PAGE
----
Maman, who is in charge of selling the produce to restaurants, greengrocers and home consumers, opens the cash register to examine the previous day’s take. “We wanted to be farmers; in the end we’ve become stall owners,” he says goodnaturedly. The stalls are self-service, unattended and based on trust. The farmers arrive to replenish the stock only twice a day, and customers put money in the cash register by themselves (or make a credit payment using a barcode and a cellular device). The farmers report 70 to 80 percent success – only 20 or 30 percent take vegetables without paying.
Earlier that same day
Six A.M. on the roof of Dizengoff Center. The moon is still visible in the slowly brightening sky, and Shaked Golan arrives at work on a bicycle. “I used to start the morning opposite Mount Gilboa; now I begin the day opposite the towers of Tel Aviv,” says the moshavnik from the Jezreel Valley. Mendi Falk, who lives with his family on Kibbutz Haogen in the Sharon region, has already been on the roof for at least an hour.
They prepare the first coffee of the day, wait for Maman to join, and sip it leisurely, looking out at the nearby buildings, illuminated by the pink-and-orange light of sunrise. Then the farmers enter the covered maze of hothouses to begin the daily harvest. The commercial farm was built in February 2016 by the Dizengoff Center sustainability department and Yarok Ba’ir (Green in the City), a company specializing in innovative urban agriculture. It is composed of two hothouse complexes and has a teaching farm where various techniques of hydroponic agriculture are demonstrated. Workshops, lectures and cooking courses are offered.
Salad greens, the crop that was chosen for the time being because of its short growing cycle, are rooted in water, and are planted on Styrofoam surfaces called floating rafts. “What does a plant need?” Falk asks volunteers on their first day of work, and answers his own question: “Light, water, air and nutrients. Soil is the classic base. But it doesn’t perform magic. If you don’t nourish the soil, the plant won’t grow. Here water is the base. Look at me – I left a decade of work in high-tech because I wanted to be a farmer who cultivates his land, and I turned out to be a farmer who cultivates water. We aerate the water with a simple hose that creates bubbles, as in an aquarium, so that there’s almost no need to change the water. Once a week we add fertilizer, and if pesticides are needed, we use only substances approved for organic farming.”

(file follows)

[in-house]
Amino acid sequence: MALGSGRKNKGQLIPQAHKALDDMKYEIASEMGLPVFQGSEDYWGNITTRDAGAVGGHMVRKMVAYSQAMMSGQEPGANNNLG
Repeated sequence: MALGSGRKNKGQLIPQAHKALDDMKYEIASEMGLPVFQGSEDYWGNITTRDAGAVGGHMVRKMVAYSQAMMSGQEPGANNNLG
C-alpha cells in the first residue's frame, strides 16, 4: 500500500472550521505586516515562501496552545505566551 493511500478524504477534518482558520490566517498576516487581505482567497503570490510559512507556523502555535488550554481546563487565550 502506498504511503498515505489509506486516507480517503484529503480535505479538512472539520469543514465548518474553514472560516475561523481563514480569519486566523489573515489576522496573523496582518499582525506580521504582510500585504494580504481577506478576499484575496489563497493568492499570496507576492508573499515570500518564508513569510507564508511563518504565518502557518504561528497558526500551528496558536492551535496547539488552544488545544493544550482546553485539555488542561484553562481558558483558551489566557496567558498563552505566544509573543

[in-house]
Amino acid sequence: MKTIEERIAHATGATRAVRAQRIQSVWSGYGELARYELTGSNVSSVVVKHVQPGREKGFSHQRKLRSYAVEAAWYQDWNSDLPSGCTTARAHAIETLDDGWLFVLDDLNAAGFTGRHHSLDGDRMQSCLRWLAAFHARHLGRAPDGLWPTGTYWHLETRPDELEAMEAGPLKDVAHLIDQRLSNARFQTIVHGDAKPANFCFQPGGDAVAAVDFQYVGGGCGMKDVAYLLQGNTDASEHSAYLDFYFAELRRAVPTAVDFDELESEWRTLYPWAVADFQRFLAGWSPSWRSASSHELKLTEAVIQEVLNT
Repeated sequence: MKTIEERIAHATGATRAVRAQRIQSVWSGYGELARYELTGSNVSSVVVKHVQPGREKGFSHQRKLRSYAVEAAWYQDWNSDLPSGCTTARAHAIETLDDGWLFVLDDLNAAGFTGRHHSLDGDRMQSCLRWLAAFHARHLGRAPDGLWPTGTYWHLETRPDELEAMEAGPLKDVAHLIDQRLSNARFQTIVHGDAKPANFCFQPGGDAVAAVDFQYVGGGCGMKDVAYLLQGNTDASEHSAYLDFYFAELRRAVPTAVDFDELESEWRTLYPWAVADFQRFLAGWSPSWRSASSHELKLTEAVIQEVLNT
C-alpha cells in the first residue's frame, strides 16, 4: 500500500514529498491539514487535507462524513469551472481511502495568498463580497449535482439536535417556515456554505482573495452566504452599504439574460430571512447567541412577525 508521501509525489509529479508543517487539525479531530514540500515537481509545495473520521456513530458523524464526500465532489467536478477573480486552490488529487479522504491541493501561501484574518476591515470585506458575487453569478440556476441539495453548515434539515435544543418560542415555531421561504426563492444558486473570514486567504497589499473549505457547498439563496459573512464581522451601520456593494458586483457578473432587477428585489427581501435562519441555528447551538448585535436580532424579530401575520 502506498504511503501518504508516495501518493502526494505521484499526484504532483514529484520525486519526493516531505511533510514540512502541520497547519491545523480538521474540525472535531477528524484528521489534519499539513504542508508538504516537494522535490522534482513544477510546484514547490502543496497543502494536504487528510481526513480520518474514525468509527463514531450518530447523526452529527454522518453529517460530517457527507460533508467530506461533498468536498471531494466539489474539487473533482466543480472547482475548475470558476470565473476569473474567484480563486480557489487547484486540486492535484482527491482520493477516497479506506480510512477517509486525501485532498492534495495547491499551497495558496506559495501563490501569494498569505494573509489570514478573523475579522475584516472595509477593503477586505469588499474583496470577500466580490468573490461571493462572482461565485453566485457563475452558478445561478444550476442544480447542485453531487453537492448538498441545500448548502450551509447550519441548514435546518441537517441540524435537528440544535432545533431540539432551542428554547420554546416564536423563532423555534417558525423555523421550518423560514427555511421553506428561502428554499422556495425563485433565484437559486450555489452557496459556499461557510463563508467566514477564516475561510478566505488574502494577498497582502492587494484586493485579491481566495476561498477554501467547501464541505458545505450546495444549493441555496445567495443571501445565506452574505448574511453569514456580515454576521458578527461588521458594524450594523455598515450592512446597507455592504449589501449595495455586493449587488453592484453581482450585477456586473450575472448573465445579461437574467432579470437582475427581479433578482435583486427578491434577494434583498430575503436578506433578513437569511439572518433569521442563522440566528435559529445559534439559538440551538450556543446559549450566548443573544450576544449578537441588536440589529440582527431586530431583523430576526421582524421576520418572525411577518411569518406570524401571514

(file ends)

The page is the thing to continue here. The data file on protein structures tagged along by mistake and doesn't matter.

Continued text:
Falk shows the new volunteers how to pick – you “uproot” the plant from its place on the floating raft along with its roots, and roll them around the base of the plant. The leaves are sold together with their roots, and once at home, should be kept outside the refrigerator in a jar with water to a height of 1 centimeter (so the water won’t cover the air roots of the plants) – in order to maintain the freshness and crispness of the leaves.
After harvesting, packing (to the strains of Bob Marley) and filling up the stalls in the commercial center, Maman is ready to distribute fresh produce to nearby restaurants and cafes, including Café Barzilay, Café Mersand and Café Baccio. The trunk of a tiny rented Car2Go is packed to the brim with greens and is on its way.
Everyone wants to deliver the basket of red lettuce designated for Le Moulin, Moti Haimovich’s neighborhood bakery, because of the Gouda sandwich (a hard baguette crust, soft yellow butter, Gouda cheese, urban red lettuce and homemade pickles). Moti’s sandwich is an exception at lunch, which is usually composed of greens from the farm, eaten with fresh bread and tahini. After lunch, it’s back to planting and their many farm chores.
Green in the City (Yarok Ba’ir) – Urban agriculture on the roof of Dizengoff Center, Tel Aviv. For more information: www.yarok-bair.co.il